Experience & Skills
“The first skillset any safety professional should hold is public speaking,” Antigas said. “Oftentimes a safety professional will have to go out and interact with many employees, whether to inform them of new developments or just to get involved in the day to day work routines of the organization. Being involved shows a level of commitment to the safety of the workers, rather than being always being cooped up in their office.”
Additionally, to be an effective Occupational health and Safety Specialist, professionals should be able to operate advanced technology and work with complex testing equipment. They should also have the assessment skills necessary to determine if an employer meets all safety standards.
“Attention to detail is a must as any hazard can be fatal to employees,” Antigas added.
“Any person desiring to be an occupational safety specialist should have an outgoing personality,” Antigas said. “You must be able to interact with your peers without being seen as the ‘bad guy.’ People often think the worst of any inspector, but as a safety professional your duties are to ensure safety compliance and not just to write somebody up to get them in trouble.”
Other qualities of an effective Occupational Health and Safety Specialist include being innately curious, making sure that all parts of a workplace provide safety measures. They should also be assertive in expressing to managers or supervisors what changes need to be made, and they should be organized and detail-oriented. Standards and regulations can be complex, so ensuring that they are being followed completely is the responsibility of an Occupational Health and Safety Specialist.
“A day for me starts by opening my email and sorting over my 100+ unread emails. These can compile after being out in the field for more than 3 hours,” Antigas explained. “After I read through the requests, I make a priority list on my notepad.”
He said that next, he prioritizes requests based on their deadlines, and that any mishap report takes precedence. Then, he makes note of any pending inspection reports, followed by any training requests and assistance visit requests.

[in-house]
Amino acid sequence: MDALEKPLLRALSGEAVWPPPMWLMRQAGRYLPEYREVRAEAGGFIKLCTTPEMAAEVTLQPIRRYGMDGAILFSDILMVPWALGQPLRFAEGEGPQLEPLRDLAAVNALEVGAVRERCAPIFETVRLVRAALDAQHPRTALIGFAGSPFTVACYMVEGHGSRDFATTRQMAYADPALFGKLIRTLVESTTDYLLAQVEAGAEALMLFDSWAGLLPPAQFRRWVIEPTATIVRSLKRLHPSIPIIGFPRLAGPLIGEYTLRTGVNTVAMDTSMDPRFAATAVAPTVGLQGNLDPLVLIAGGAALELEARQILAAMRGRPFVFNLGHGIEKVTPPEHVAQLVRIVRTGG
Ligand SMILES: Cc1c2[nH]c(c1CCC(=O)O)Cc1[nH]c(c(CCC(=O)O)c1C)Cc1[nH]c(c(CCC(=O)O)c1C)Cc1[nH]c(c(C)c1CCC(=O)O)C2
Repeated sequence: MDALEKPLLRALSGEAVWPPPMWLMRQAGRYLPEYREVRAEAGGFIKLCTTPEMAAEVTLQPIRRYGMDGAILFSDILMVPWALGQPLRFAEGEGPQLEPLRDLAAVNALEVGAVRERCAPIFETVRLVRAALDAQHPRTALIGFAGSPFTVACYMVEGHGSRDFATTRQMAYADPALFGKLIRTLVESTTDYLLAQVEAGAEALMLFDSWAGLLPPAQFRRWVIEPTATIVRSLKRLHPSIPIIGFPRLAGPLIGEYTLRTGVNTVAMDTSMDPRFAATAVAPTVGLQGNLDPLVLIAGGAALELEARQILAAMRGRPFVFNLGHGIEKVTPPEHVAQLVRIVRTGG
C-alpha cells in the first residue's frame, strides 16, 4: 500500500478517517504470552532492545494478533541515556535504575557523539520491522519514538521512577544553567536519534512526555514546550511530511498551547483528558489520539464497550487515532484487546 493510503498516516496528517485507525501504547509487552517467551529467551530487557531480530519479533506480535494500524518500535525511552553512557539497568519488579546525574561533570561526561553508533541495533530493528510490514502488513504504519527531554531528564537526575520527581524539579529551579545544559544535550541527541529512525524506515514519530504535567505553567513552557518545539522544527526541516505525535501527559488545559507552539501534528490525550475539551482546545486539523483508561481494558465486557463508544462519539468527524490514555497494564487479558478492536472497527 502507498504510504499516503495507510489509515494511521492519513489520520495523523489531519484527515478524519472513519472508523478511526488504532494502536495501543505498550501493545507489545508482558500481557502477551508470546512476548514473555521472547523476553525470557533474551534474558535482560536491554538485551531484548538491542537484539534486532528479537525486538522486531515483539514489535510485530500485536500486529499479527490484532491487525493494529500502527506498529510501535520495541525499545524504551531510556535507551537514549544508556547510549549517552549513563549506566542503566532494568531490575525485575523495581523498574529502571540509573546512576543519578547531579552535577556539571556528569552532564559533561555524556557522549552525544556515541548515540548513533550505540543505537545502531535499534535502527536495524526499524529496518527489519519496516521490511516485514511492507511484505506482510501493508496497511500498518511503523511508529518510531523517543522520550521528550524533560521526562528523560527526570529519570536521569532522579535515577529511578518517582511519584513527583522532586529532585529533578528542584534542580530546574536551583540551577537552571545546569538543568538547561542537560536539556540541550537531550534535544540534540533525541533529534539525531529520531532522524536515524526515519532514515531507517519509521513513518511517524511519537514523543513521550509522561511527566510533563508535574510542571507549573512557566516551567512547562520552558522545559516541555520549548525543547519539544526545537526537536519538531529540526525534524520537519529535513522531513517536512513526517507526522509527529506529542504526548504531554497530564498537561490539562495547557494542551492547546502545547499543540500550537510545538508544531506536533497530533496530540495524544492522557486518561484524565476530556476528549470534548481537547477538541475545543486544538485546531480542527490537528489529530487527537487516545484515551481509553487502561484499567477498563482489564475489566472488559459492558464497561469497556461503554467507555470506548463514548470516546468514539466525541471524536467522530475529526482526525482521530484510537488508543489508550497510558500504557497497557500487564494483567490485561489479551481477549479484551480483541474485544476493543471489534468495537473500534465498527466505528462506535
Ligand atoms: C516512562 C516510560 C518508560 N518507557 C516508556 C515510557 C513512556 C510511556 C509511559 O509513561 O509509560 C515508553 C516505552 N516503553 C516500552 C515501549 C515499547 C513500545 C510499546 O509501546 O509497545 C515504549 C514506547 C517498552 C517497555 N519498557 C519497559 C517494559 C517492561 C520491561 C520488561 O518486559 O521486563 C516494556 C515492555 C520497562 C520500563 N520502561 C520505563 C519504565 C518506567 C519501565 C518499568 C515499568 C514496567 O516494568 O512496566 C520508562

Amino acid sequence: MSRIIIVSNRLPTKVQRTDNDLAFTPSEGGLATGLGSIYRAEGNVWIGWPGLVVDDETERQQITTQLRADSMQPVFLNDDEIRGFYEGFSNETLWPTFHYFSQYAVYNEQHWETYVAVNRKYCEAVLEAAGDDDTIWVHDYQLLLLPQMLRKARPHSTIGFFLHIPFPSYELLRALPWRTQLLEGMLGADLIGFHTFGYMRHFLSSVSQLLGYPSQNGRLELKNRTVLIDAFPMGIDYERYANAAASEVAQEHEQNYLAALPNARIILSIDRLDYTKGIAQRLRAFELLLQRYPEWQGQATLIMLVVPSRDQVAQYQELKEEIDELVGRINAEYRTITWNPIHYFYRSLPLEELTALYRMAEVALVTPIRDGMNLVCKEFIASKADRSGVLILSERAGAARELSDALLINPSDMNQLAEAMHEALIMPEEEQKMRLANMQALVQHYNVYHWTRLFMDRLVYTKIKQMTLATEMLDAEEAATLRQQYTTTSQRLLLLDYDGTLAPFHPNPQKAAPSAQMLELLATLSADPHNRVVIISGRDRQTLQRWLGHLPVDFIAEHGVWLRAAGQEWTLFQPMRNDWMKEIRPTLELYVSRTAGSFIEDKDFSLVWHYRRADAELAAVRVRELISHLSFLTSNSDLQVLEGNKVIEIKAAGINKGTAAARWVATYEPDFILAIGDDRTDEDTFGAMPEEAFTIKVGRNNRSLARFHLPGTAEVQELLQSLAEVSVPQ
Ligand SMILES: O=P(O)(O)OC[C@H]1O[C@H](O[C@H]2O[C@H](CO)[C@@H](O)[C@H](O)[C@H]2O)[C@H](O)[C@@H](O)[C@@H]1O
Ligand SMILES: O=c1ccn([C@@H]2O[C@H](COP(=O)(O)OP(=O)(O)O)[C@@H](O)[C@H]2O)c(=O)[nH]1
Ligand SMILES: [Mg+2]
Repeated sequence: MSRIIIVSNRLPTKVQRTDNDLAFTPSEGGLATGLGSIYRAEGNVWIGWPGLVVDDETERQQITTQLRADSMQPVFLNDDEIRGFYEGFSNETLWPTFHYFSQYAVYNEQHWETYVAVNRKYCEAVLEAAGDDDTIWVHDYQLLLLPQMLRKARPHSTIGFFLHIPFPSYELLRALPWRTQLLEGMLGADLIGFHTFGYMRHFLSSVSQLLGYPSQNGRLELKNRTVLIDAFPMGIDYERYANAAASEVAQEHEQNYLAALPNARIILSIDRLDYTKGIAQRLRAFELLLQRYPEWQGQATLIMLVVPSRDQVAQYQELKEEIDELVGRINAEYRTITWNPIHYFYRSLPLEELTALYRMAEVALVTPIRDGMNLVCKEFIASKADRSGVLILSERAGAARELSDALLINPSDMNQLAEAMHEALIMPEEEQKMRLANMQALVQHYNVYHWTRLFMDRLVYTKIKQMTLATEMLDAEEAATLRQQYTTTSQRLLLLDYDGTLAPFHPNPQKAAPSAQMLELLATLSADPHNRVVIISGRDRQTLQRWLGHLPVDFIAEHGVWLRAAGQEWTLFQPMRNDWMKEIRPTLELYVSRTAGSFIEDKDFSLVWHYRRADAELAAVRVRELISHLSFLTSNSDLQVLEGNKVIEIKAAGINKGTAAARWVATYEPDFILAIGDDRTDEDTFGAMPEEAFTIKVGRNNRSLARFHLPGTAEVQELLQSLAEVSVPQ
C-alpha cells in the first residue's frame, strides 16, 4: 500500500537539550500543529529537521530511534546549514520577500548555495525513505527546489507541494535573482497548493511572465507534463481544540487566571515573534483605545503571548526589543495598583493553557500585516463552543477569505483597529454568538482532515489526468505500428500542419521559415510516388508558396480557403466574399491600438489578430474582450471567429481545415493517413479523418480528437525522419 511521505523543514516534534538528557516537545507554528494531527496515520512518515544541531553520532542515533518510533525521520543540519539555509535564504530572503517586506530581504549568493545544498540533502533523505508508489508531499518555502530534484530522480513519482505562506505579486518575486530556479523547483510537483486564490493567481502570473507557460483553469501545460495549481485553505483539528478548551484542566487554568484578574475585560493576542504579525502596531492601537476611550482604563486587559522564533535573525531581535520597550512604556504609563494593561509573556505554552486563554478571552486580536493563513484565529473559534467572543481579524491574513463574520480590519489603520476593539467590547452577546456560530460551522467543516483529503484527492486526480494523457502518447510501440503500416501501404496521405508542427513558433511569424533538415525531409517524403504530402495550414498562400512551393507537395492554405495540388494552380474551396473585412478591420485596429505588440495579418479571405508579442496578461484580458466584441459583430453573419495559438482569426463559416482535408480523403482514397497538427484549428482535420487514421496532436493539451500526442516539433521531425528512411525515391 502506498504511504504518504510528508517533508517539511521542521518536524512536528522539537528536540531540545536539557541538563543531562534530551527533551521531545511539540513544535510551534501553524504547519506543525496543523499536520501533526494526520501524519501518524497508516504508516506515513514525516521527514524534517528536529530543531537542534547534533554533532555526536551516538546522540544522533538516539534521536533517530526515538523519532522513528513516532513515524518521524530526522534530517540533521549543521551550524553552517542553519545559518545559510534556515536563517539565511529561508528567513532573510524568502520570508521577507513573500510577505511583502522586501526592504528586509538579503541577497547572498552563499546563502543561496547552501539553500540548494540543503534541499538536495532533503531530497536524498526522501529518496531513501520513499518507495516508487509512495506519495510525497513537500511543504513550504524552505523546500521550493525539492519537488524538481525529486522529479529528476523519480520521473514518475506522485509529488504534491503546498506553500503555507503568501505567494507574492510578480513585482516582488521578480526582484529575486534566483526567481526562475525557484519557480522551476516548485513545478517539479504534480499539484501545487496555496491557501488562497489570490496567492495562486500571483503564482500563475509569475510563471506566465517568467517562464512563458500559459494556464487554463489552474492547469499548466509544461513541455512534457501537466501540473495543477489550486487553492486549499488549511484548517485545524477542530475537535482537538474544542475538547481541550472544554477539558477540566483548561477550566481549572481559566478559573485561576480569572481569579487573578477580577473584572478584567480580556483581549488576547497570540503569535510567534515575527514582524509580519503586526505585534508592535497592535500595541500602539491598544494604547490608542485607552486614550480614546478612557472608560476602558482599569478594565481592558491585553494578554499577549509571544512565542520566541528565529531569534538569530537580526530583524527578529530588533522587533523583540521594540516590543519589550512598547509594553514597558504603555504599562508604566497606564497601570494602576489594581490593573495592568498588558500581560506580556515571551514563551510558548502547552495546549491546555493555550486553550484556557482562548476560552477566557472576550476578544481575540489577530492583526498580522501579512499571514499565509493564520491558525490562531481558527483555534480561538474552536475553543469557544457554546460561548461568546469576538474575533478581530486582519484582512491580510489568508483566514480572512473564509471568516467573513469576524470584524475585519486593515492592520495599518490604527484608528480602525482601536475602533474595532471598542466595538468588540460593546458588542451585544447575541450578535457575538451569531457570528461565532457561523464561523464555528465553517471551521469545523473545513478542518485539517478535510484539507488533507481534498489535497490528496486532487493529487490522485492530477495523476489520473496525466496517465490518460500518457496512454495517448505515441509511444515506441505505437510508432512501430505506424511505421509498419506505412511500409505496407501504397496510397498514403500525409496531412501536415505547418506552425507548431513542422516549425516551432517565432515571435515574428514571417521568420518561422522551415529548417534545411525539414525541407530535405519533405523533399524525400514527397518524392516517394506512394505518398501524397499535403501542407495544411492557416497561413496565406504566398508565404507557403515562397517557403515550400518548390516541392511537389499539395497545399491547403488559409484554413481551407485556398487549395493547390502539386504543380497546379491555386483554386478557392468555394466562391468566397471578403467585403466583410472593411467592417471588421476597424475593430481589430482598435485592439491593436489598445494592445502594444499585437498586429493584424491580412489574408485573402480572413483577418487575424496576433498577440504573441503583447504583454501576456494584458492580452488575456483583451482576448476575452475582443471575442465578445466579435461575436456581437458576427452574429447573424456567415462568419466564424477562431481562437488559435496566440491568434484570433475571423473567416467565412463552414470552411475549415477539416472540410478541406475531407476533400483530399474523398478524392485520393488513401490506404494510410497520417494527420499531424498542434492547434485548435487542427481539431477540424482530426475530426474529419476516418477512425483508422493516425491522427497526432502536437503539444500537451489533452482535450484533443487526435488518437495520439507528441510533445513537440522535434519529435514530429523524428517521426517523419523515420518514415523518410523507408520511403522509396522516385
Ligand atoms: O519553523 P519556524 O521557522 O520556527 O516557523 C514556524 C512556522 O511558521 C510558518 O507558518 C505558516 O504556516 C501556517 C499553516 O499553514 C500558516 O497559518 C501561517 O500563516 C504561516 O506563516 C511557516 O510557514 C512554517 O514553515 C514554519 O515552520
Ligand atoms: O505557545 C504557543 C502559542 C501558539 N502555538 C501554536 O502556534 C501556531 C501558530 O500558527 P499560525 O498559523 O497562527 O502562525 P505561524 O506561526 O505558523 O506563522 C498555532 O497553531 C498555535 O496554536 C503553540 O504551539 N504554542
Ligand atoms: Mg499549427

“As I’m working through all this, I get constant phone calls in regards to a variety of safety matters,” Antigas said. “If a hazard report comes through and we determine that the report is an imminent danger to life and health, then we put everything else on hold and set out to investigate.”
In fulfilling this role, Occupational Health and Safety Specialists normally work full-time in either office or factory settings, and some may work weekends. In emergency situations, irregular working hours may be required. Additionally, as this work involves safety inspections, the Safety Specialist themselves may be exposed to dangerous conditions. Therefore, Occupational Health and Safety Specialists are usually required to wear helmets, gloves and other forms of personal protective equipment to help reduce the risk of injury or illness while conducting assessments or moving about a plant.
“The day-to-day duties of an Occupational Safety Specialist can be tedious, since we are charged with interpreting national standards to safeguard employees,” Artigas said. “However, the role is very rewarding. The feeling you get when a hazard has been abated and employees can perform their duties without fear of getting injured, is extremely satisfying.”
This occupation is a stable career choice because, from 2016 to 2026, the career is projected to grow 8 percent. This growth can be attributed to the pressure on companies to adhere to all myriad health standards and regulations. Furthermore, as insurance costs and workers’ compensation claims are on the increase, these professionals are in higher demand.
Most Occupational Health and Safety Specialists are employed by the government, yet others find employment in manufacturing companies, construction companies, management services, consulting services and hospitals. States with the highest level of employment of Occupational Health and Safety Specialists are Texas, California, Ohio, New York and Pennsylvania.